In Praise of "Subsidiarity"

     Subsidiarity. A principle in social organization: functions which subordinate or local organizations perform effectively belong more properly to them than to a dominant central organization. Merriam Webster.

    Across the political spectrum there is an increased feeling that the Establishment does not represent their interests. In political terms this usually involves the questions of how large the public sector should be, and what policies it should pursue. Equally relevant in terms of “powerlessness” is the question of where decisions should be made in a multi-layer government. Some of today’s dissatisfaction is that over time the answer has migrated to the federal level, with Barack Obama even preferring the international level on some important questions.

Some years ago I was intrigued when a Tea Party friend advocated unsuccessfully for the inclusion of “subsidiarity” as a guiding principle for the San Francisco GOP. More recently, Governor Jerry Brown has included “subsidiarity” as a principle for the distribution of state K-12 education funding, with funds from numerous programs consolidated into “block grants”, allowing  local school districts to set their own priorities.  Left and Right may not be able to agree on the size of government, but there may be room to agree on where decisions should be made.

Despite the inexorable migration of decision making authority to central bureaucrats and elected officials, there are two virtues of subsidiarity: decisions better reflect the real circumstances where they are applied; those affected by the decisions are more likely to support them if they are part of the process.

Let’s take a leap. There is a common thread between the support for Donald Trump, Bernie Sanders, Black Lives Matter, and Brexit. All four reflect the angst which comes from being powerless in the face of uncaring authority. In Trump’s case it is the middle class workers who have been sacrificed for Free Trade and open immigration; in Bernie’s case it is those who feel outside of the Establishment with a rigged system; in Black Lives Matter it is a feeling of powerlessness which manifests itself against the symbol of Establishment power, the police; in Brexit it is the bureaucrats in Brussels deciding what crops can be planted and where fishermen can fish.

Lets look at a few instances where the tide is running for or against against “Subsidiarity”.

– Obamacare has a lot of problems, not the least of which is the pressure on insurance companies to adopt underwriting standards which result in financial losses. The problem is, however, unnecessarily compounded by establishment of federal requirements on what must be included in policies, rather than allowing local employers and employees to determine what features best meet their needs.

– Environmentalists oppose “subsidiarity” with religious fervor. State or federal mandated environmental study requirements are a much-abused tool to prevent local developers and planning authorities from determining what their communities should look like.  At the upper end, “climate change” agreements from the 1992 United Nations Conventionon Climate Change to the 2015 Paris Agreement are used – without formal Congressional approval – to set policies which destroy US industries, determine transportation priorities, and (at least in the case of the Bay Area) form the basis for non-elected bureaucrats to determine housing, transportation, and business development patterns.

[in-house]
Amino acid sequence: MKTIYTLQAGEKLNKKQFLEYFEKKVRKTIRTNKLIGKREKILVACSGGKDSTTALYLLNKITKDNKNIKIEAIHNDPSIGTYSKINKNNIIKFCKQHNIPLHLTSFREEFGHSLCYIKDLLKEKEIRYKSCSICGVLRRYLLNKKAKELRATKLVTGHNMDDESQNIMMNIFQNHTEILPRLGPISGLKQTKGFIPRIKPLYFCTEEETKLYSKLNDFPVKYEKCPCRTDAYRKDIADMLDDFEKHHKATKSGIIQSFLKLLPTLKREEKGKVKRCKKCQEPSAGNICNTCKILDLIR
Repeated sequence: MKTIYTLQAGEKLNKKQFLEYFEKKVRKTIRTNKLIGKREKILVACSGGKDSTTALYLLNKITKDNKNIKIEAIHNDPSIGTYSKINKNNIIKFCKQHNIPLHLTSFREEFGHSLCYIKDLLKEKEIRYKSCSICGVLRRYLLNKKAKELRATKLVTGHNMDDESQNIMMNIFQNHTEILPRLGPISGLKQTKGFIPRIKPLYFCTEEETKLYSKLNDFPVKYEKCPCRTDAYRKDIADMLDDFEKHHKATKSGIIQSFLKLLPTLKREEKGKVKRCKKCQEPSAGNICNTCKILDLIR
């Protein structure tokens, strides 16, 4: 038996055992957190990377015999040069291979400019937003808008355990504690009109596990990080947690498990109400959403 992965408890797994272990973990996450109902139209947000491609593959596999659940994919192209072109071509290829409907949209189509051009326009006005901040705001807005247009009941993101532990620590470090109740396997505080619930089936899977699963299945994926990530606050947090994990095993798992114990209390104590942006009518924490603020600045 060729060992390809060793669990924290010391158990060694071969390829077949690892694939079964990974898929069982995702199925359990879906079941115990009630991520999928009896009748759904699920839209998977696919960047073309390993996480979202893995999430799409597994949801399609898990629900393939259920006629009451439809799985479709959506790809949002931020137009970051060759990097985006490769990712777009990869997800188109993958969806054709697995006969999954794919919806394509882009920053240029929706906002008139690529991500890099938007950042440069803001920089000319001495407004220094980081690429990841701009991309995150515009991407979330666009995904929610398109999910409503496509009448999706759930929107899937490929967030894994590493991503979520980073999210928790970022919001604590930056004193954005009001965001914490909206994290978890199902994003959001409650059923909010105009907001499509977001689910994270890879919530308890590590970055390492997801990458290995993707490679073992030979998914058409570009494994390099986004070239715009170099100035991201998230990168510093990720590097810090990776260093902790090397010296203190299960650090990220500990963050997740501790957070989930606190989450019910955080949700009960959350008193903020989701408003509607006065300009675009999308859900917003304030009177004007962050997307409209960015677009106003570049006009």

– The constitutional preeminence of civil rights is propelling the federal government to play an increased role in the management of local police departments. What is needed is agreement by the experts on “best practices” – hiring, training, equipment, procedures, oversight – and an emphasis on “community policing” to develop interactive partnerships with stakeholders to solve problems and develop trust.

– An important, under-reported plan of Barack Obama to transfer control of the agency which manages the plumbing of the Internet  from a US entity to an international group including Russia and China, will go forward in October.  Maybe this was inevitable, but it does represent a decrease of American influence as power transitions to a higher level – and there is little evidence that the administration negotiated any benefits in return.

The Founding Fathers recognized “subsidiarity” in the Constitution with Article I’s discussion of “enumerated powers”, with the states retaining authority over everything else.  The 1942 Supreme Court Case in which Congress’ power to regulate Interstate Commerce was extended to include an Ohio farmer who grew wheat to feed his own cows represented a low point for those who would prefer to have the power of the government remain close and responsive to the needs and will of the people. Perhaps today’s reaction to powerlessness by those on the Left and the Right will represent a turning point – or a least slow down the rate of centralization.


This week’s video is Ted Cruz’ 2015 failed effort to block the transfer of the central administration of the Internet to an international organization.


www.RightinSanFrancisco.com – 8/19/16